A full, silvery moon hung over Antonio Marras' show space. The room was studded with screens playing videos of wolves, howling at their own moons or just being their irresistibly beautiful selves. The effect was artfully poignant. In other words, the ideal cue for a Marras collection. The set also offered valuable clarity, given that this particular outing was an even more head-spinning stew of references than usual. Marras managed to draw a line from Annemarie Schwarzenbach, lesbian siren of the Weimar Republic, to Little Red Riding Hood to Joseph Beuys to Herman Hesse's Steppenwolf. A final touch: The models were done up like Rachael, the replicant in Blade Runner. A night on Google could scarcely fill in the gaps. And yet the common threads were always the wolf and the moon, masculine and feminine.

Familiarity with Marras' work leads to the inevitable conviction that he is a frustrated movie director, today's show being a case in point. Each outfit was like a piece of an expanding narrative, light, dark, then light again. Inevitably, there was too much. Marras spills—he can fill a sketchbook with drawings over the course of a single lunch—so a judicious edit is anathema. Here, for instance, the sweet floral embroideries and appliqués that closed the show diffused the impact of the handful of stunning needle-punched outfits that preceded them, particularly the military hybrids.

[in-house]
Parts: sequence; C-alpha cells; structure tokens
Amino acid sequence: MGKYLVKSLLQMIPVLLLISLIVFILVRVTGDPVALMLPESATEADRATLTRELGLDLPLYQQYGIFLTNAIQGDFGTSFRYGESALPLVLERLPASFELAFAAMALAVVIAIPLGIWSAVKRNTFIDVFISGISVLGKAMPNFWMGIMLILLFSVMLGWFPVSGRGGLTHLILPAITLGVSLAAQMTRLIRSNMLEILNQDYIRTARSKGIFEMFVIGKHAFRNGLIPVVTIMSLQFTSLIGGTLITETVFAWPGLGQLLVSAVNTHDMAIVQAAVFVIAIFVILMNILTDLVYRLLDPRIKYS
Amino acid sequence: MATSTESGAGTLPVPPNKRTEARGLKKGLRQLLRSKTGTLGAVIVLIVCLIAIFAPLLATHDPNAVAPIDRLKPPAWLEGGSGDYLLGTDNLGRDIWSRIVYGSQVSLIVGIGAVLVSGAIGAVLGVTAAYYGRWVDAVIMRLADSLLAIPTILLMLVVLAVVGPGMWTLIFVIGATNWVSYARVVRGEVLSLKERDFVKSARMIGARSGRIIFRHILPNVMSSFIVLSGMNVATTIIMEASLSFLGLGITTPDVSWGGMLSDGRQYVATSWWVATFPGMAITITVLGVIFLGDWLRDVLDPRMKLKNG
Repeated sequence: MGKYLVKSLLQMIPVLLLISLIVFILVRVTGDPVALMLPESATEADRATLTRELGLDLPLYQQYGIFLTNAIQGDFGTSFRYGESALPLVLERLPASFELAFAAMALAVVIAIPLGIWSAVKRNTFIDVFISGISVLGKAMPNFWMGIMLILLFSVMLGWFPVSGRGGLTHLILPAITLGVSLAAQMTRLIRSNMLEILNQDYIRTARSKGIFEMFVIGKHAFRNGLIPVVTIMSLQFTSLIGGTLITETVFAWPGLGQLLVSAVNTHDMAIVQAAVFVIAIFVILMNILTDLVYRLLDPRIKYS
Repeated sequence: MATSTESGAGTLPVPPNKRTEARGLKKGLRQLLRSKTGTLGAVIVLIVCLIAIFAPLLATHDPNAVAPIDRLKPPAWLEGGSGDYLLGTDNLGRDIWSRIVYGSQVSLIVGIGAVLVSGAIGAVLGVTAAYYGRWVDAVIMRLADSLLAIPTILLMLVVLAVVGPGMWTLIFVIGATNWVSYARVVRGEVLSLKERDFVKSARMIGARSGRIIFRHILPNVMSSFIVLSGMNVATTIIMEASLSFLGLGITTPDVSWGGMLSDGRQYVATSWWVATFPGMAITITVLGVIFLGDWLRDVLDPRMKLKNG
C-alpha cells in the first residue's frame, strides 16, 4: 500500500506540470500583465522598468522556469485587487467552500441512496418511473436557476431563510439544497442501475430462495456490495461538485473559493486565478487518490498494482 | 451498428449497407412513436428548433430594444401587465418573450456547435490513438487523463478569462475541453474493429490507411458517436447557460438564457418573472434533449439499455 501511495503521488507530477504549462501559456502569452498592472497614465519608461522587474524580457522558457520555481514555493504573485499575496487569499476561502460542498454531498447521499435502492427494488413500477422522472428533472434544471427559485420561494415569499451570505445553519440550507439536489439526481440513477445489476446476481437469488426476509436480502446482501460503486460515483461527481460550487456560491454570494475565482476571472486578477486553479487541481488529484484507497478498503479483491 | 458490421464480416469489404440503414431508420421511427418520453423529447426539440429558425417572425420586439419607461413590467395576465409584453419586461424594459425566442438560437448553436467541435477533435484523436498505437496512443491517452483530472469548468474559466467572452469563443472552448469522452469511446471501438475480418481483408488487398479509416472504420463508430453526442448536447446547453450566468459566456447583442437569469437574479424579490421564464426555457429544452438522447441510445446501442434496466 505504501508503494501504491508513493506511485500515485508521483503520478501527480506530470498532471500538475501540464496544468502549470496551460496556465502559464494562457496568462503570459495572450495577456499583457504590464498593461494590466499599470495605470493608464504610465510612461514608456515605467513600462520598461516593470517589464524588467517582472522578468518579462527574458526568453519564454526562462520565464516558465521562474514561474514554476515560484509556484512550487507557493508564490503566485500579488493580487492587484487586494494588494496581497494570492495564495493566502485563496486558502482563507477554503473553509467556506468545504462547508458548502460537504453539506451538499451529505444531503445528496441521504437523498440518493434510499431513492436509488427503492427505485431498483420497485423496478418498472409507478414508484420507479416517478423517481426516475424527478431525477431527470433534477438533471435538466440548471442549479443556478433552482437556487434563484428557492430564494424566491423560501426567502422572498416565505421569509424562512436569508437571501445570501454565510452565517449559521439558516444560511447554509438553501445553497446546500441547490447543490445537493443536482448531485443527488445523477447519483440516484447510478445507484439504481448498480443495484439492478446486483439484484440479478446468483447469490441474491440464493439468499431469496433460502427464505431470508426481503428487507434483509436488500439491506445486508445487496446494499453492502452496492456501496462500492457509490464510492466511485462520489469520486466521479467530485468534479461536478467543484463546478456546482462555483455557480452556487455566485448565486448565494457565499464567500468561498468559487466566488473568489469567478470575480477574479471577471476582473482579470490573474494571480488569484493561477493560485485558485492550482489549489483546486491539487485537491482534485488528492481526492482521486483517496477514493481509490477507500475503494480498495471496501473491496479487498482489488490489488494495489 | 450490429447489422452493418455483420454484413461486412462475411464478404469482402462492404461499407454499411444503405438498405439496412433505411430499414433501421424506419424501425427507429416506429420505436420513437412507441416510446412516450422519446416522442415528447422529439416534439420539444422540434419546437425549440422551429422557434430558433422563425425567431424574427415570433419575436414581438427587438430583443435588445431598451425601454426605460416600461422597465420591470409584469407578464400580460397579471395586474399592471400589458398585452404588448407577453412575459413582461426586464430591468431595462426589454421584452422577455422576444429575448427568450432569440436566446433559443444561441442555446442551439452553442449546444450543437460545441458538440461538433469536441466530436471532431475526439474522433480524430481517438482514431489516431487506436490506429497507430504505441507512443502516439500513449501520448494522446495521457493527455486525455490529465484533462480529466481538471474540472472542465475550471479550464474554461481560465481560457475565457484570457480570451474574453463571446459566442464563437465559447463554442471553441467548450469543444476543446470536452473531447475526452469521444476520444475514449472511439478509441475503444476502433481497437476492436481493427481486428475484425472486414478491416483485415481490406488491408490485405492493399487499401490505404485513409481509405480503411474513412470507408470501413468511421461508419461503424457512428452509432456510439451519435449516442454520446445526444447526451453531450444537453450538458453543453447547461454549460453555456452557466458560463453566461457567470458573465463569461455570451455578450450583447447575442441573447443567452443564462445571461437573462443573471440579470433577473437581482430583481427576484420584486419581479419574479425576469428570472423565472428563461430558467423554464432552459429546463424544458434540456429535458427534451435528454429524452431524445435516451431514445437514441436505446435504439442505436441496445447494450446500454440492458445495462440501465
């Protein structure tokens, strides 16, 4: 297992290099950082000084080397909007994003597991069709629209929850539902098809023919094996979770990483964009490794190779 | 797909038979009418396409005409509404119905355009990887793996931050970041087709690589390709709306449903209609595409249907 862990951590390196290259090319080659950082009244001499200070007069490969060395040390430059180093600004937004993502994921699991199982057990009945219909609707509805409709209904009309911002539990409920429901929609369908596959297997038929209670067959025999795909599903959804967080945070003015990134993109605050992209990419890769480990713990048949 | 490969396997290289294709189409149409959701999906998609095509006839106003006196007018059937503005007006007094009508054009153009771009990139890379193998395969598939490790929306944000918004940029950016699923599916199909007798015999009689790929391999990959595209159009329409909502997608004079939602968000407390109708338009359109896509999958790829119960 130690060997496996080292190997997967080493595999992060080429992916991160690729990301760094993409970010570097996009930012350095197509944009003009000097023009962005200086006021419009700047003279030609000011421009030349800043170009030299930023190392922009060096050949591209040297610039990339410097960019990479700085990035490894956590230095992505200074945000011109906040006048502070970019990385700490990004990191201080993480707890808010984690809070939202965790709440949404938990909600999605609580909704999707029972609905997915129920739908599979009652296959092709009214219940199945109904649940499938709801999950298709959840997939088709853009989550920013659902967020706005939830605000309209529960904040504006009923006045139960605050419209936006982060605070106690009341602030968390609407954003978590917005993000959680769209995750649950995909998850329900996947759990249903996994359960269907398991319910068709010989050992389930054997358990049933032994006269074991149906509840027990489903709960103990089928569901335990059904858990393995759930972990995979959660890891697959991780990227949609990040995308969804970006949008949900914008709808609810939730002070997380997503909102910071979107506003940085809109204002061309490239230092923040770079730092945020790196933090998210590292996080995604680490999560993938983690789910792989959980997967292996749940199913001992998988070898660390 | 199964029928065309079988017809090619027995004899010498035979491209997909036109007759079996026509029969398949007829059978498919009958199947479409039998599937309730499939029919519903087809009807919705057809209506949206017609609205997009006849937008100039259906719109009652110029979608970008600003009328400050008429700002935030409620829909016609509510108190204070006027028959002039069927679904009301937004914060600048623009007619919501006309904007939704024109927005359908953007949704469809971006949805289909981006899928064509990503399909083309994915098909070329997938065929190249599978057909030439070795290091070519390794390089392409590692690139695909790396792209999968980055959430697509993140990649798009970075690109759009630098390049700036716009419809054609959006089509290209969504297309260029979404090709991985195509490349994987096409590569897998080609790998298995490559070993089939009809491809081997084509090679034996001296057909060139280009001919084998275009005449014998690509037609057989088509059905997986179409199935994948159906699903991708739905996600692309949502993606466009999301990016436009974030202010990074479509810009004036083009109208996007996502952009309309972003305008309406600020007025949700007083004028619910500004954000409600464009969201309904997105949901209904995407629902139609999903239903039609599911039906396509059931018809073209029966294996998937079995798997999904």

On the other hand, Marras has been making an earnest effort to keep things more accessible. His favorite silhouette was an A-line. There was charming knitwear and even his own graphic remodel of a track suit. And the shoes were some of the best flats you'll see in a season where flat shoes dominate.